Antislavery and empire: The imperial context of British Abolitionism, c.1783-1793

Matthew Wyman-McCarty (McGill)
22 February 2012

In this seminar Wyman-McCarty looks at the rise of British abolitionism in an imperial context, detailing the Atlantic slave trade in addition to the harmful practices of the East India Company as case studies. Wyman-McCarthy begins by describing the abolitionist beliefs and emphasizing the differences in debates regarding these two cases studies, continuing on to state that later on, the British presence in the Atlantic and in East India were increasingly discussed in analogous terms at the time. This contextual information is then used to detail the historiography of abolitionism in Britain. The podcast details the many causal factors which led to rising British abolitionism including the original theory in the nineteenth century that abolitionism had been the result of a small group of pious men who ‘awakened the moral consciousness of the nation’, through to the Erick William’s 1944 thesis that there was an economic motive for abolitionism and the later disproving and questioning of this. Other causal factors are also incorporated such as the growing black community in London serving as a reminder of ongoing slavery after the American Revolution, as well as the fact that many questioned Britain’s claim of liberalism and humanitarian while such activity in East India continued. Other context such as how it was thought Britain could ‘atone’ for their sins in the Empire once slavery was abolished are also discussed.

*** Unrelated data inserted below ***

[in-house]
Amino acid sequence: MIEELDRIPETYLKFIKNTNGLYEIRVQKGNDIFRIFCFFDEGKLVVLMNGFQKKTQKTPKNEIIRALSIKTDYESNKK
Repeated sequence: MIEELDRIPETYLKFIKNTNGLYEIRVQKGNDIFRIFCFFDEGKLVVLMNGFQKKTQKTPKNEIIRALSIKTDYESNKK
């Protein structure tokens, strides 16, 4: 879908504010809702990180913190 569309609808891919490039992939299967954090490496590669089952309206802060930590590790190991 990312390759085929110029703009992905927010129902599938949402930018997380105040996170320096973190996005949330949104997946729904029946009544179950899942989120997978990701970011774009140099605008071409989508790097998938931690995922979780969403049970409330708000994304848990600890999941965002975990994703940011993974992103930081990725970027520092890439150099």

History SPOT blog post (6 September 2012)

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Antislavery and empire: The imperial context of British Abolitionism, c.1783-1793 | Institute of Historical Research


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